The Church of Sunshine and Maple
The Church of Sunshine and Maple, Washington, Vermont
Through the years of pastoral ministry I have heard many of the reasons conscientious people give for not going to church. Many Norwegian-American men, for instance, avoided holy communion because they thought they weren't good enough, which I knew was also a confession of taking a snort or two, and in a pietistic environment lips that touched liquor were disqualified from the chalice. Then, any number of good souls have absented themselves from worship because they couldn't take the preacher, moi, who had bent them all out of shape with his theology, his attire, or his failure to greet them when passing them on the avenue. Some people just can't get up and go to the church on time. Others have better things to do, like golf or sailing or reading the newspaper. All of the above I can understand: been there, considered that.
One category of non-churchgoers whose rationale has eluded my experience are those who claim to find God not in rooms with stained glass and crosses, but in the great outdoors. So this past Sunday, under the rule "don't knock it if you haven't tried it," I joined the leaf peepers parade to Vermont and found a country road where the maples had turned a winding lane into a gold and crimson cathedral. There we paused to refresh ourselves at cool bright midday, to test the hypothesis of Christian pantheists, that they felt closer to heaven among the beauties of nature than in a pew listening to a preacher.
Building: the cerulean vaulted ceiling reached further than the eye could see, the light brilliant and warm shed its beneficence extravagantly, the walls of maple rising in leafy splendor. The space was generous enough to include every citizen in Washington County, but we had it all to ourselves. The seating was, however, quite crude, just a clump of grass or a tree stump.
Welcome: it was overwhelming. The ants rushed to greet us. The mosquitoes couldn't get enough of us. The squirrels and chipmunks, however, kept a discreet distance. Thank goodness, the skunks did too.
Music: the birds their carols raised, a wonderful cacophony composed by Mother Nature. I would have enjoyed a solo from a thrush, but, despite their fame as the state bird, I suspect many of them, like many of us, are summer residents only.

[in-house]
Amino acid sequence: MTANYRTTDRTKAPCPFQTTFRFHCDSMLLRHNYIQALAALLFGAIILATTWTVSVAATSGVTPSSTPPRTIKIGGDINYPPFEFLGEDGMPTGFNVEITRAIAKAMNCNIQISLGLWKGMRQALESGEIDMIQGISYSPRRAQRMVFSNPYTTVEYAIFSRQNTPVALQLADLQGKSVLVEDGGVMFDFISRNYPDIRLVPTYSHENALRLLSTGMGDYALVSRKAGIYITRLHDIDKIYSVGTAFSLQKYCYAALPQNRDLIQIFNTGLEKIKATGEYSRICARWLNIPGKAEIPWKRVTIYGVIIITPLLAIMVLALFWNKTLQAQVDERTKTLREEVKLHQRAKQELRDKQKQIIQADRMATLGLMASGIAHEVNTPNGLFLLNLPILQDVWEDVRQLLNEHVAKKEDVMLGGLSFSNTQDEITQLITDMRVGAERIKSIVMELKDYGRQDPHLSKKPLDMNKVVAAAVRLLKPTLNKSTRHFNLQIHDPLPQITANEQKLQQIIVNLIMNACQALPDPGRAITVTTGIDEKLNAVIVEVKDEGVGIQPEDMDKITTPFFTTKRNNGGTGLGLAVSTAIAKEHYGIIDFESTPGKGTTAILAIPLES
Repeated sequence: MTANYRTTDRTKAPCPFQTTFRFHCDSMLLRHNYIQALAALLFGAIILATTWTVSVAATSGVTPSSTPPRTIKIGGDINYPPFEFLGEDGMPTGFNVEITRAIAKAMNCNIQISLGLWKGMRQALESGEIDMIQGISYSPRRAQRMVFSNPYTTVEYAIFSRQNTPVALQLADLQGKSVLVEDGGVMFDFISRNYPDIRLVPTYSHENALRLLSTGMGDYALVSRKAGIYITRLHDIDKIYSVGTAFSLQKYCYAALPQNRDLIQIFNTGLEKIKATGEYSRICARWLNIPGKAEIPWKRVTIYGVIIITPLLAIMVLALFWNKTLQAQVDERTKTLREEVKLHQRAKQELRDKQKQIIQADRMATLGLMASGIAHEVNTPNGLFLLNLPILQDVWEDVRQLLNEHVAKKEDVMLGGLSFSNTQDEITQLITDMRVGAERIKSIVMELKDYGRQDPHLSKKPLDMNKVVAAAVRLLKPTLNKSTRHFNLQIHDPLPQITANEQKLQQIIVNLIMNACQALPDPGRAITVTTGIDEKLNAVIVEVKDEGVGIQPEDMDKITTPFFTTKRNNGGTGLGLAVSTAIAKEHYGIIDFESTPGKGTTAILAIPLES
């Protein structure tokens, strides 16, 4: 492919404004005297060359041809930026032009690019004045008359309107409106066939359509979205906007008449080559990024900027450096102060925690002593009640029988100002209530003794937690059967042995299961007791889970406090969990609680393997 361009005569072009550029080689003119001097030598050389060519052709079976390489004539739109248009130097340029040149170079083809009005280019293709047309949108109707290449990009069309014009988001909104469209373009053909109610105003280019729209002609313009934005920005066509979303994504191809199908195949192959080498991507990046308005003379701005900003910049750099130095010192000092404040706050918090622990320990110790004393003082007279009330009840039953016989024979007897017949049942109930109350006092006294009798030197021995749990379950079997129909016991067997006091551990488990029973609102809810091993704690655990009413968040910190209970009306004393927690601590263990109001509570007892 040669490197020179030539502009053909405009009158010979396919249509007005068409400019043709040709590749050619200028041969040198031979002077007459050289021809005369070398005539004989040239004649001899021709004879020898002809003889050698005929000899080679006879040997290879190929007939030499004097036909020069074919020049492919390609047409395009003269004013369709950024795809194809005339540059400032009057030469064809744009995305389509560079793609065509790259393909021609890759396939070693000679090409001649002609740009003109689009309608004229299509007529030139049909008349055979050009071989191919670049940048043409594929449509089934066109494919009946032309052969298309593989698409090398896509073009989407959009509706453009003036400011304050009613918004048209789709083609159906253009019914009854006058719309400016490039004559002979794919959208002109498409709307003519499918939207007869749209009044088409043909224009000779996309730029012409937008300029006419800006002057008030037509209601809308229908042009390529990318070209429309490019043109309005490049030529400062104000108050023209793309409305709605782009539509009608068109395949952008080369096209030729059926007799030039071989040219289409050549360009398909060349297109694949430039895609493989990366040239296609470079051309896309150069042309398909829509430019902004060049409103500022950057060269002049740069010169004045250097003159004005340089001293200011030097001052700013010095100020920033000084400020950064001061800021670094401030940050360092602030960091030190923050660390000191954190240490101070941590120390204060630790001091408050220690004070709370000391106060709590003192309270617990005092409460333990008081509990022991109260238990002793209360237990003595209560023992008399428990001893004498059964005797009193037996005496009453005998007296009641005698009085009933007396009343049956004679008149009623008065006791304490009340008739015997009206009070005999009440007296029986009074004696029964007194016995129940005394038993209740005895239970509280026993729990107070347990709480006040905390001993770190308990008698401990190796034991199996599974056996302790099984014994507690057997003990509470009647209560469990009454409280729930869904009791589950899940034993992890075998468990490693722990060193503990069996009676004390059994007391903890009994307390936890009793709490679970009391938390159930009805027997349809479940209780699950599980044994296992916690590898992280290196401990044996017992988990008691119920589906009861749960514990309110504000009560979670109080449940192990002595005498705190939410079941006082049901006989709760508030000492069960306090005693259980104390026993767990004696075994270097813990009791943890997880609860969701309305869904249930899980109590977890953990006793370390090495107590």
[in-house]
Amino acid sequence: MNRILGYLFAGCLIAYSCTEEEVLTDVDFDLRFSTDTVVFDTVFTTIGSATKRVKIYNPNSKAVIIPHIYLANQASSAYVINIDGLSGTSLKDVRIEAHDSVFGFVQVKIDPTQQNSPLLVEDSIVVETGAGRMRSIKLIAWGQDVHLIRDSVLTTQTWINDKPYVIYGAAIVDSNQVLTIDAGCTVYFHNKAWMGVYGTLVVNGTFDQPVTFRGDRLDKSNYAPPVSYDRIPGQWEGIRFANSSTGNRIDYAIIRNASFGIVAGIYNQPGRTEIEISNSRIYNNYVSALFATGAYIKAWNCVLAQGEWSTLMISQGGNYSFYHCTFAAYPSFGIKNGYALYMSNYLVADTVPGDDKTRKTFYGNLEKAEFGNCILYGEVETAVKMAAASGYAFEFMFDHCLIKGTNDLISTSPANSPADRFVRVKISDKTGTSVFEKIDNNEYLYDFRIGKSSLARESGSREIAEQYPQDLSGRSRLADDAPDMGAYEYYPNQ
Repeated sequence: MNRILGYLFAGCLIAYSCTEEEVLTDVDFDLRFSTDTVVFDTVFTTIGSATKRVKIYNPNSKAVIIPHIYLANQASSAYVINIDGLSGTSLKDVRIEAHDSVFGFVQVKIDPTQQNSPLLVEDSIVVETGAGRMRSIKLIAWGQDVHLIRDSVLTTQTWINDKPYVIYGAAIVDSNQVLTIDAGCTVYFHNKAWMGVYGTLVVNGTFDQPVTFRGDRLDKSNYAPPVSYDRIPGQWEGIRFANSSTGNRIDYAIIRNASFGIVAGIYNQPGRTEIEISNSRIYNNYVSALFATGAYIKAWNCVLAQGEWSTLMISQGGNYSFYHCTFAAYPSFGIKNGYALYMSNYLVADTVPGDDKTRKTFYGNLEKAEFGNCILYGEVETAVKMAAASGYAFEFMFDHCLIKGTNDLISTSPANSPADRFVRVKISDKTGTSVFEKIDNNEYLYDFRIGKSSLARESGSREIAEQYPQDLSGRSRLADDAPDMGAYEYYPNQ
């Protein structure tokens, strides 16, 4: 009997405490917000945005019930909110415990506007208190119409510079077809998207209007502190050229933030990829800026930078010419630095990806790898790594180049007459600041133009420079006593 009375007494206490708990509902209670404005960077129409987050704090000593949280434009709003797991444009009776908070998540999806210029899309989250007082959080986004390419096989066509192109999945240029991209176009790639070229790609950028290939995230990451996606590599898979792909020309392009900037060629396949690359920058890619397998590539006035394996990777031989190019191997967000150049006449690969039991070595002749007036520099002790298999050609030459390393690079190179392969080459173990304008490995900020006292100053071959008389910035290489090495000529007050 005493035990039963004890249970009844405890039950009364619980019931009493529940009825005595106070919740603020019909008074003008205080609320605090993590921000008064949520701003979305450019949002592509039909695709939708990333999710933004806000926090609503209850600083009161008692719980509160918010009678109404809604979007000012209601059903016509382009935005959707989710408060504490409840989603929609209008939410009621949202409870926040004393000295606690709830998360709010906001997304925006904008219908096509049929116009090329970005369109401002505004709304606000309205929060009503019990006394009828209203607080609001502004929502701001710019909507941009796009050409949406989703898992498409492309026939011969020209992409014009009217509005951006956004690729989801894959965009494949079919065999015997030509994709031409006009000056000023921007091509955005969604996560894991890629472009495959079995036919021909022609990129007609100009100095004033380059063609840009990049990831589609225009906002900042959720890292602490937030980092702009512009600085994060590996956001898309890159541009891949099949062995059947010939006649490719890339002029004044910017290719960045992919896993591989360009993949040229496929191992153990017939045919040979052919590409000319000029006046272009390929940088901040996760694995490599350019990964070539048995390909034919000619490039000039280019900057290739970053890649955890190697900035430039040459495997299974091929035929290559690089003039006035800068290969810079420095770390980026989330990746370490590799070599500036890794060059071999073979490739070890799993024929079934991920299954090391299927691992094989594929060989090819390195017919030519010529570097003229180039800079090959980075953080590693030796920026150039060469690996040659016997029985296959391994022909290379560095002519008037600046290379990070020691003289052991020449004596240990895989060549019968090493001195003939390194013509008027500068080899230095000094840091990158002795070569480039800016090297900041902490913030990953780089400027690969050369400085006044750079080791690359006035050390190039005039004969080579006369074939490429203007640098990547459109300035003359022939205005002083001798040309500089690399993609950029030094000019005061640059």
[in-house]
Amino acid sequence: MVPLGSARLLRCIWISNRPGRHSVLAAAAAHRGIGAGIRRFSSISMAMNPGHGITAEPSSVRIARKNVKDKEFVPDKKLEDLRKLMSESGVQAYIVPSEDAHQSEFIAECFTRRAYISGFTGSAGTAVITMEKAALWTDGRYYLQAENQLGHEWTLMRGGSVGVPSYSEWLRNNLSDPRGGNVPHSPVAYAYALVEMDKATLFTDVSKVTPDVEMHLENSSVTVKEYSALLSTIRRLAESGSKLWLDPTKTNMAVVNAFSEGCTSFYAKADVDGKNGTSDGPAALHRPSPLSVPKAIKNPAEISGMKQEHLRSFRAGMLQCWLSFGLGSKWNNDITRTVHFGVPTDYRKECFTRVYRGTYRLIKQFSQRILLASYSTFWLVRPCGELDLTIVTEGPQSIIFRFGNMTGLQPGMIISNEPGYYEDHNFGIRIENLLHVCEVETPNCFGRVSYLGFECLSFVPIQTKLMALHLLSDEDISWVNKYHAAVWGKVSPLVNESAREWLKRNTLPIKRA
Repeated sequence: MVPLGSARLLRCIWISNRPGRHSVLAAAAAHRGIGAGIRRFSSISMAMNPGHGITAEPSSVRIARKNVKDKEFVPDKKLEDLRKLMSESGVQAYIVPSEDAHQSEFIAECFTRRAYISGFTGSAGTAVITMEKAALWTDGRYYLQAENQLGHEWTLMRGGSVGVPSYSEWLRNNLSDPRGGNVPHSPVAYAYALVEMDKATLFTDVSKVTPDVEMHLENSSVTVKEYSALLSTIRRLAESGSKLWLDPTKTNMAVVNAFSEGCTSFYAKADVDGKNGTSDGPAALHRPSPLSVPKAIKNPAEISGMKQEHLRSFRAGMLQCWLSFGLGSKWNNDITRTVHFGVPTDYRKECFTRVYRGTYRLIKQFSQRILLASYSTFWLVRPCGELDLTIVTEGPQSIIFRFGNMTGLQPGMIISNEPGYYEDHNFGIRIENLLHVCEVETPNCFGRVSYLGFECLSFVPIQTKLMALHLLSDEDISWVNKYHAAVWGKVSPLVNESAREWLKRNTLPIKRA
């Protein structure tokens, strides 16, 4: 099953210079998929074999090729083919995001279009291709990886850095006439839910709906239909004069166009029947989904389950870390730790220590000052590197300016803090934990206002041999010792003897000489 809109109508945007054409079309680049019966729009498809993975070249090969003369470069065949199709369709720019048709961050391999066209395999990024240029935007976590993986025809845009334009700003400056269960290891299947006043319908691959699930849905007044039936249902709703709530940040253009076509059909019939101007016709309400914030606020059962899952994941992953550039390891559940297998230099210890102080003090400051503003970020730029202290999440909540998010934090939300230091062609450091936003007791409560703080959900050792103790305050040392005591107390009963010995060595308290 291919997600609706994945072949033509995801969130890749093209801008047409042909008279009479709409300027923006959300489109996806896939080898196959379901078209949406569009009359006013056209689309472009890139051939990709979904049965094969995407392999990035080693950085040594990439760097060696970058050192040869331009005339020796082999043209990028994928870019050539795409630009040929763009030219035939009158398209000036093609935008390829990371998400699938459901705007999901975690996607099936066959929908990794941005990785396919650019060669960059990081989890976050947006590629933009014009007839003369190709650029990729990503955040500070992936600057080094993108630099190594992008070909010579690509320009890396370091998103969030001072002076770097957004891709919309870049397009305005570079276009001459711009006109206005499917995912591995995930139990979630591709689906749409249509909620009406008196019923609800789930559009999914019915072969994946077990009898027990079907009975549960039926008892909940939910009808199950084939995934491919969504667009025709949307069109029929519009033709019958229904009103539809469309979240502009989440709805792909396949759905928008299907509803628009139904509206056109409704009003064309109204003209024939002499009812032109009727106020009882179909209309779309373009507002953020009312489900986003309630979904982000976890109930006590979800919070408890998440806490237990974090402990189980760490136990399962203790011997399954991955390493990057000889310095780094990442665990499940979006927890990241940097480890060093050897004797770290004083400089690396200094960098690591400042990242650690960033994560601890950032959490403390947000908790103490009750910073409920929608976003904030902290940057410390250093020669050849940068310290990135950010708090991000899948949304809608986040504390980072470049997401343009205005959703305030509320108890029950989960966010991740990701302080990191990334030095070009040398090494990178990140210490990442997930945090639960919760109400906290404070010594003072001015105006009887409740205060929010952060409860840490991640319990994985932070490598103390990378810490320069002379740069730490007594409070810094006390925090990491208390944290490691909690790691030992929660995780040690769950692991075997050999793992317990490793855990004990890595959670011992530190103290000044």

Sermon: it was more like a Quaker meeting. The absence of spoken words encouraged the mind to produce sermons of its own. My mind went to the lilies of the field and the birds of the air. The day lilies were gone but blue asters abounded. Solomon's glory would have been challenged by their beauty too. I did lift up my eyes to the hills. The sun didn't smite me by day. The blessed peacefulness of the moment did crowd out worldly cares. A sign posted on a nearby pine tree, about not hunting on this land if you won't let others hunt on yours, reminded me that nature, like human society, can also be "blood red in tooth and nail"... and deer rifle.
Children: we didn't bring ours, but had we, they would have endorsed the finding of those with whom this review began, what one of their number calls herself, a devout horticulturalist. In fact, Grandson Bobby, who suffered chills Sunday evening claimed in all seriousness they were an infliction of a long sermon. The unfailing remedy, of course, was pizza.
Rating: one halo, maybe two if you have an artistic eye, like my wife and her mother. Mrs Davis has been known to study the striations in rock outcroppings for hours, fascinated by the patterns of line. But I am a people person, a word person. My soul needs to be surrounded with other people. I need to have my mind no less than my heart and eye stimulated. I want to sing God's praises, not just listen to them or photograph them. Next time we go leaf peeping, it will be a week day. I'll leave the leafy cathedrals to others.